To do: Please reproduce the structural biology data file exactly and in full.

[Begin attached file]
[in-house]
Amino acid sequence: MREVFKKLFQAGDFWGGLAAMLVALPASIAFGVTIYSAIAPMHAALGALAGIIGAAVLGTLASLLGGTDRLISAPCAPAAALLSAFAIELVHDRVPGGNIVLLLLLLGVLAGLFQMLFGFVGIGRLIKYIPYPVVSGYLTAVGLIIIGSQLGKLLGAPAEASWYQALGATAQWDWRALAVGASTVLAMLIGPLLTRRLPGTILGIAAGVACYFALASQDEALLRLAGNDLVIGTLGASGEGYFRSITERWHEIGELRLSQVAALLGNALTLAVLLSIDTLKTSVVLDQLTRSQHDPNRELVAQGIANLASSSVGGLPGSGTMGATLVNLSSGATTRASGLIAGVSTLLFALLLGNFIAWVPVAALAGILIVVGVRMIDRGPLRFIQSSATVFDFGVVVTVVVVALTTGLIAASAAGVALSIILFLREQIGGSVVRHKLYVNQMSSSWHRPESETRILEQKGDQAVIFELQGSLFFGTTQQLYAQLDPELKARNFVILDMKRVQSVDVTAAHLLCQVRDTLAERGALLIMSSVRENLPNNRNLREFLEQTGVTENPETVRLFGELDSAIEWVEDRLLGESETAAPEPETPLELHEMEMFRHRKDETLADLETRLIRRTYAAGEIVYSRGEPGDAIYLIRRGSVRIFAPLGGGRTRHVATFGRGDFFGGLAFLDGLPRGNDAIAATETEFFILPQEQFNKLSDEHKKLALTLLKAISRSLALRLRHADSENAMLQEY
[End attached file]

[in-house]
Amino acid sequence: MREVFKKLFQAGDFWGGLAAMLVALPASIAFGVTIYSAIAPMHAALGALAGIIGAAVLGTLASLLGGTDRLISAPCAPAAALLSAFAIELVHDRVPGGNIVLLLLLLGVLAGLFQMLFGFVGIGRLIKYIPYPVVSGYLTAVGLIIIGSQLGKLLGAPAEASWYQALGATAQWDWRALAVGASTVLAMLIGPLLTRRLPGTILGIAAGVACYFALASQDEALLRLAGNDLVIGTLGASGEGYFRSITERWHEIGELRLSQVAALLGNALTLAVLLSIDTLKTSVVLDQLTRSQHDPNRELVAQGIANLASSSVGGLPGSGTMGATLVNLSSGATTRASGLIAGVSTLLFALLLGNFIAWVPVAALAGILIVVGVRMIDRGPLRFIQSSATVFDFGVVVTVVVVALTTGLIAASAAGVALSIILFLREQIGGSVVRHKLYVNQMSSSWHRPESETRILEQKGDQAVIFELQGSLFFGTTQQLYAQLDPELKARNFVILDMKRVQSVDVTAAHLLCQVRDTLAERGALLIMSSVRENLPNNRNLREFLEQTGVTENPETVRLFGELDSAIEWVEDRLLGESETAAPEPETPLELHEMEMFRHRKDETLADLETRLIRRTYAAGEIVYSRGEPGDAIYLIRRGSVRIFAPLGGGRTRHVATFGRGDFFGGLAFLDGLPRGNDAIAATETEFFILPQEQFNKLSDEHKKLALTLLKAISRSLALRLRHADSENAMLQEY